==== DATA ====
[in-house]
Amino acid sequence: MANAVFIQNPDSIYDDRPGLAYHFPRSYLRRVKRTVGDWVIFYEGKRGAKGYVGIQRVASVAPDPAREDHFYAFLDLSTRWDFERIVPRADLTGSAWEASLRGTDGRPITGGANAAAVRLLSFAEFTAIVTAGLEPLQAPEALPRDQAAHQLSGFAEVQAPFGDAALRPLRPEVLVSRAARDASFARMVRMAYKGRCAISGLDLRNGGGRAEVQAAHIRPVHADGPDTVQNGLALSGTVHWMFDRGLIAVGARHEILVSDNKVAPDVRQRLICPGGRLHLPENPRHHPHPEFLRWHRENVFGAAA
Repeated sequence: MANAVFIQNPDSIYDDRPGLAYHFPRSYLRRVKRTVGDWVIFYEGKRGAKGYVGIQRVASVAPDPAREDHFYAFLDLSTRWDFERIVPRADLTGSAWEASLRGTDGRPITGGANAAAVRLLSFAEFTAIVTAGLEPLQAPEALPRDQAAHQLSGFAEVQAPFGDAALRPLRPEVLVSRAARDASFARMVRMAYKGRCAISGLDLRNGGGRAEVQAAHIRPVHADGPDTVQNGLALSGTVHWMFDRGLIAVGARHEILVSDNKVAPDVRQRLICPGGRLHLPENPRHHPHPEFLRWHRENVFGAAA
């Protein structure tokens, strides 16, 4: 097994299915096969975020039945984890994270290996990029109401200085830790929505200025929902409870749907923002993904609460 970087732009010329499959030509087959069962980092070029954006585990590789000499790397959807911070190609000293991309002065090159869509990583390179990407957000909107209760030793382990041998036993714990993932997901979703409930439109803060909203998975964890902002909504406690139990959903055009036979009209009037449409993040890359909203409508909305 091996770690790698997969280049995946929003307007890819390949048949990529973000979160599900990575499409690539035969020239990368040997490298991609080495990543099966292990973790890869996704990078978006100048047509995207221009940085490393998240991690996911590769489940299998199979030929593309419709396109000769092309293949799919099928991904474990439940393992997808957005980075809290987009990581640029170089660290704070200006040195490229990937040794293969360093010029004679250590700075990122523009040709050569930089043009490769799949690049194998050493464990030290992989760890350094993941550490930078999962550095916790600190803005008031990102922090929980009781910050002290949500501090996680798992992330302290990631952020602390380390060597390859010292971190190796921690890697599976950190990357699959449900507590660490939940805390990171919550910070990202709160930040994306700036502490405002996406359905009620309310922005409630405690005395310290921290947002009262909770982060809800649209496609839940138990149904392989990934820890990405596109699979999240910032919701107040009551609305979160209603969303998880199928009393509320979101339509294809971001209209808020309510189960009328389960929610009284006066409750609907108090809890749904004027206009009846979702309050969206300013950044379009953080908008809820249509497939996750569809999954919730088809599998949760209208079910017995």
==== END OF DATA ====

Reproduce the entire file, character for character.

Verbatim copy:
[in-house]
Amino acid sequence: MANAVFIQNPDSIYDDRPGLAYHFPRSYLRRVKRTVGDWVIFYEGKRGAKGYVGIQRVASVAPDPAREDHFYAFLDLSTRWDFERIVPRADLTGSAWEASLRGTDGRPITGGANAAAVRLLSFAEFTAIVTAGLEPLQAPEALPRDQAAHQLSGFAEVQAPFGDAALRPLRPEVLVSRAARDASFARMVRMAYKGRCAISGLDLRNGGGRAEVQAAHIRPVHADGPDTVQNGLALSGTVHWMFDRGLIAVGARHEILVSDNKVAPDVRQRLICPGGRLHLPENPRHHPHPEFLRWHRENVFGAAA
Repeated sequence: MANAVFIQNPDSIYDDRPGLAYHFPRSYLRRVKRTVGDWVIFYEGKRGAKGYVGIQRVASVAPDPAREDHFYAFLDLSTRWDFERIVPRADLTGSAWEASLRGTDGRPITGGANAAAVRLLSFAEFTAIVTAGLEPLQAPEALPRDQAAHQLSGFAEVQAPFGDAALRPLRPEVLVSRAARDASFARMVRMAYKGRCAISGLDLRNGGGRAEVQAAHIRPVHADGPDTVQNGLALSGTVHWMFDRGLIAVGARHEILVSDNKVAPDVRQRLICPGGRLHLPENPRHHPHPEFLRWHRENVFGAAA
């Protein structure tokens, strides 16, 4: 097994299915096969975020039945984890994270290996990029109401200085830790929505200025929902409870749907923002993904609460 970087732009010329499959030509087959069962980092070029954006585990590789000499790397959807911070190609000293991309002065090159869509990583390179990407957000909107209760030793382990041998036993714990993932997901979703409930439109803060909203998975964890902002909504406690139990959903055009036979009209009037449409993040890359909203409508909305 091996770690790698997969280049995946929003307007890819390949048949990529973000979160599900990575499409690539035969020239990368040997490298991609080495990543099966292990973790890869996704990078978006100048047509995207221009940085490393998240991690996911590769489940299998199979030929593309419709396109000769092309293949799919099928991904474990439940393992997808957005980075809290987009990581640029170089660290704070200006040195490229990937040794293969360093010029004679250590700075990122523009040709050569930089043009490769799949690049194998050493464990030290992989760890350094993941550490930078999962550095916790600190803005008031990102922090929980009781910050002290949500501090996680798992992330302290990631952020602390380390060597390859010292971190190796921690890697599976950190990357699959449900507590660490939940805390990171919550910070990202709160930040994306700036502490405002996406359905009620309310922005409630405690005395310290921290947002009262909770982060809800649209496609839940138990149904392989990934820890990405596109699979999240910032919701107040009551609305979160209603969303998880199928009393509320979101339509294809971001209209808020309510189960009328389960929610009284006066409750609907108090809890749904004027206009009846979702309050969206300013950044379009953080908008809820249509497939996750569809999954919730088809599998949760209208079910017995």